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Super Bowl ads go for the heart

The game plan for the advertising blitz during Super Bowl XLIX was simple: Go straight for the heart.

Many of the commercials during NBC’s national broadcast of Sunday’s game sought to tug at viewers’ heart strings rather than make them burst out laughing. The offerings were not devoid of the usual mix of celebrities, animals and slapstick comedy, but ads celebrating fatherhood, happiness over hatred and public proclamations of love dominated. “Finally, a more serious Super Bowl with a high dose of humanity on display,” said Adam Tucker, president of WPP’s Ogilvy & Mather advertising in New York.

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A Budweiser ad in which the Clydesdale horses helped rescue a puppy and take it home was a favorite even before the game.

A number of advertisers essentially rebranded Super Bowl Sunday into another celebration of Father’s Day. A spot for Unilever’s Dove Men + Care depicted a series of children, from toddlers to adults, calling out “Dad” and “Daddy” from a highchair, monkey bars and the dance floor at a wedding reception. “What makes a man stronger?” the ad asked. “Showing that he cares.” Ads for the automakers Nissan and Toyota also lauded fatherhood.

Mothers were not left out. A commercial for McDonald’s opened with a cashier telling a customer that instead of handing over money for his hash browns and coffee, he could pay by calling his mother and telling her he loved her. The spot kicked off a promotion at the fast-food chain, which will randomly select customers to “Pay With Lovin’ ” rather than cash or credit starting Monday through Valentine’s Day.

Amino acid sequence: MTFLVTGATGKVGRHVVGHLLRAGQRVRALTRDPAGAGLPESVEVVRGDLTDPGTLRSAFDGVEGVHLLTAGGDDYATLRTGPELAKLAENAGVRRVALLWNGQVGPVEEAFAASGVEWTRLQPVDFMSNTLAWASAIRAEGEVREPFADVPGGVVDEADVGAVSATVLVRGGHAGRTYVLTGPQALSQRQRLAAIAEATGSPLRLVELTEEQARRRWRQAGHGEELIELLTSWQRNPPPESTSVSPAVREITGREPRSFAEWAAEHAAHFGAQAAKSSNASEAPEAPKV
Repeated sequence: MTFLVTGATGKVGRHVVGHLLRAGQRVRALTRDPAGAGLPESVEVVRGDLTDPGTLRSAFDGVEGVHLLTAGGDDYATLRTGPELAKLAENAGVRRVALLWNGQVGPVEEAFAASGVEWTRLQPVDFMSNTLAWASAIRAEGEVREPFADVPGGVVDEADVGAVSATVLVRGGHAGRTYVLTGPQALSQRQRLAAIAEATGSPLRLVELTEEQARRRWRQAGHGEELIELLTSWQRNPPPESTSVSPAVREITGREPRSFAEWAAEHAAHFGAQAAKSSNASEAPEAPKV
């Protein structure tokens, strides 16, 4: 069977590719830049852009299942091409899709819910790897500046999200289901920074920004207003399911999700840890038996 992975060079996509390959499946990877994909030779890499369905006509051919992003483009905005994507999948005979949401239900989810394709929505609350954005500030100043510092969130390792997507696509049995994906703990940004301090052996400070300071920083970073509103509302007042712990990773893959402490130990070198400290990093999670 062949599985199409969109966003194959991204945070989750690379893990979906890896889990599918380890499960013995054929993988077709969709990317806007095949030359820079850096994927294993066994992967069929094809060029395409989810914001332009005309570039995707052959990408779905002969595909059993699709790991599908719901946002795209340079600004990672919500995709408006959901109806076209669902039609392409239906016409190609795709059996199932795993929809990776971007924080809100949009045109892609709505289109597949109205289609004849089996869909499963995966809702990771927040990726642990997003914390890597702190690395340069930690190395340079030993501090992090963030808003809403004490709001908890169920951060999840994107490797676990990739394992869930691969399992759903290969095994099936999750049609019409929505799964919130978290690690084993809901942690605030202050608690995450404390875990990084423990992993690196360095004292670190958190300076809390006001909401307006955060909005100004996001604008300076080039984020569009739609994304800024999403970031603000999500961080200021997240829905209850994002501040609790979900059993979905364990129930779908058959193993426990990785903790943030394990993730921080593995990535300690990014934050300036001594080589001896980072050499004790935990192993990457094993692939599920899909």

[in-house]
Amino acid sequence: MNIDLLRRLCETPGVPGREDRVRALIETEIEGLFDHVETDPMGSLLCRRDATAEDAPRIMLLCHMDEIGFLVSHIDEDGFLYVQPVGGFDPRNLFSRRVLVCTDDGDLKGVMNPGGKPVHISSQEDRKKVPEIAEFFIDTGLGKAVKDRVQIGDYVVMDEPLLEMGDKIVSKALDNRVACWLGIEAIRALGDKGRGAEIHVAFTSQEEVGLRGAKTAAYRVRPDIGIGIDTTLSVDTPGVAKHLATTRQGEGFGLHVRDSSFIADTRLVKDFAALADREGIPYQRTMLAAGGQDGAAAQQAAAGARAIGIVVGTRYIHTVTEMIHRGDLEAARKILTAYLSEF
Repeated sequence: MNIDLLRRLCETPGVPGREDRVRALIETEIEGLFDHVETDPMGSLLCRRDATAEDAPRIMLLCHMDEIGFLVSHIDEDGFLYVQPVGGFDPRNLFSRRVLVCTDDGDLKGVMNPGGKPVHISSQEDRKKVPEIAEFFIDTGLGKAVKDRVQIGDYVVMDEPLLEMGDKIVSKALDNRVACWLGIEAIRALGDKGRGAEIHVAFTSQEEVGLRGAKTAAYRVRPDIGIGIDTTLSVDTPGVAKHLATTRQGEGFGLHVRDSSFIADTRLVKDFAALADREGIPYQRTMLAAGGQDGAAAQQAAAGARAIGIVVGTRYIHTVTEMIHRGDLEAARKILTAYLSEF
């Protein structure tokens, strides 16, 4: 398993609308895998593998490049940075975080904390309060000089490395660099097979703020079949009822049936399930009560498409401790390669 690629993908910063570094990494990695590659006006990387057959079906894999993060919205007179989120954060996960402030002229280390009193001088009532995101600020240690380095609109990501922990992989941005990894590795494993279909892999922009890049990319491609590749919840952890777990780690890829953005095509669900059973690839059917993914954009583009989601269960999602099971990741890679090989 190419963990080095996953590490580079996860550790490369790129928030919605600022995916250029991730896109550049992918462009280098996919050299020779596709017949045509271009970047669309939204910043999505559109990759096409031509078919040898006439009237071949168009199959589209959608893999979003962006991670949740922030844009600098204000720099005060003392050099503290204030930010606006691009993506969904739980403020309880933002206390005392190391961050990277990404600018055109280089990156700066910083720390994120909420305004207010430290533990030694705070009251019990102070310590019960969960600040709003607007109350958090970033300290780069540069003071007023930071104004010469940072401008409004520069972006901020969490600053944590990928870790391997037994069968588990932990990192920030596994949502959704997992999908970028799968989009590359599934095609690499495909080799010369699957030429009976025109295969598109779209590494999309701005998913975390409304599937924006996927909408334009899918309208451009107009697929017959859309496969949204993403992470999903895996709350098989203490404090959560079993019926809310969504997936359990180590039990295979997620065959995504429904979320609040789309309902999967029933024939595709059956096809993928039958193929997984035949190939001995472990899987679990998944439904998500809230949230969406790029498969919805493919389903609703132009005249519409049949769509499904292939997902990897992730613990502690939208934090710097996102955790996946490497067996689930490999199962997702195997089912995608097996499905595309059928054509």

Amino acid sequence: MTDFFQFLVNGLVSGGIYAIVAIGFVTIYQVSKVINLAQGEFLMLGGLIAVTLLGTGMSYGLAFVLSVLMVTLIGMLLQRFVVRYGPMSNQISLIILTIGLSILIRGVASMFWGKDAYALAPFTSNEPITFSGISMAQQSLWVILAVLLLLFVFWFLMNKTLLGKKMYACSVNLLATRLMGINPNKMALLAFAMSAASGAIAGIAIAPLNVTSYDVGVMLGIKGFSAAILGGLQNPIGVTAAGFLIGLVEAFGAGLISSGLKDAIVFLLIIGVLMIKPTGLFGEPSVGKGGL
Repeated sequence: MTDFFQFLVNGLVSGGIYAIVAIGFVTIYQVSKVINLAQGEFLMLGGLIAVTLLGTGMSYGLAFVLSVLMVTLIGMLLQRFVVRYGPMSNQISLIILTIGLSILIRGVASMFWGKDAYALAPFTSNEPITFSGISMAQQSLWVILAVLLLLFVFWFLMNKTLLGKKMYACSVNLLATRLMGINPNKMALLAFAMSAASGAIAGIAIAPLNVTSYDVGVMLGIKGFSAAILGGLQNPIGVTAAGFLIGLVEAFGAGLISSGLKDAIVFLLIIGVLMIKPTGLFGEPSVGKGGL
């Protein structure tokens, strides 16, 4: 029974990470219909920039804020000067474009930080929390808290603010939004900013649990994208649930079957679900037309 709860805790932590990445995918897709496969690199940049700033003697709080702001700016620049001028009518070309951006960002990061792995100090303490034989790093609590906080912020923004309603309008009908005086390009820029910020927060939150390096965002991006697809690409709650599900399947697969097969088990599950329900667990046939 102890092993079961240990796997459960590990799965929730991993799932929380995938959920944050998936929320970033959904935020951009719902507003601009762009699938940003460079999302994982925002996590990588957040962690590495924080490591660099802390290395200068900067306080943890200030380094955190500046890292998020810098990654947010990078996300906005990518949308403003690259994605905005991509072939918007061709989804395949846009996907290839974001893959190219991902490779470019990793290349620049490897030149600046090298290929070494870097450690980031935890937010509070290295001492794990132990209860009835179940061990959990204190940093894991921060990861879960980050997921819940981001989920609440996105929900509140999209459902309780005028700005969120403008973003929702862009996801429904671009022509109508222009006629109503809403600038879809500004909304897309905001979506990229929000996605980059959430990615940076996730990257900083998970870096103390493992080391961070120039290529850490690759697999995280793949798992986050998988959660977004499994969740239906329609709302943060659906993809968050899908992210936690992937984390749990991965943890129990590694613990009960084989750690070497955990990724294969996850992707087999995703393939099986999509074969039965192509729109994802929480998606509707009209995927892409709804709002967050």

A commercial for Coca-Cola sought to transform online hate into Internet happiness. The 60-second spot featured a montage of ugly online comments magically transformed into positive missives after a technician accidentally spills a bottle of Coke onto an Internet server. At one point, a middle schoolboy’s face lights up after watching a social media post change from saying, “No one Likes U,” into a message reading, “There’s no one like U.”


A Budweiser ad featured a touching story about friendship, with the Clydesdale horses helping rescue a lost puppy and return it to its home. It was posted online in the days before the game, drawing more than 42 million online views before kickoff, the most of any Super Bowl advertiser, according to measurement firm

“More and more, brands are thinking very seriously about the role they play in life,” said Jim Stengel, a business consultant who previously worked as chief marketing officer at Procter & Gamble. “Call it purpose, ideals, mission, whatever, but it is a sweeping force in marketing departments and agencies.”

Serious issues were also addressed, most prominently with the first commercial addressing domestic violence and sexual assault to be broadcast during a Super Bowl. In the ad for the advocacy group No More, a woman pretends to order pizza while on the phone with a 911 operator in an attempt to secretly signal her location and the presence of her abuser. The N.F.L., which faced several domestic abuse scandals this season, donated 30 seconds of commercial time for the ad.

A spot for Procter & Gamble’s Always feminine products, meanwhile, pleased feminists with its attempt to address the lack in confidence that often comes after girls go through puberty. The ad showed how the phrase “Like a girl” is often transformed into an insult after puberty, and featured girls doing physical things like running fast “like a girl.”

Several marketing executives said that they thought more carefully about their depiction of women in Super Bowl ads, given the controversies. Still, an ad for Carl’s Jr., the fast-food chain, that was posted online but shown only during local broadcasts of the game, was criticized for its depiction of a scantily clad woman hungry for a burger.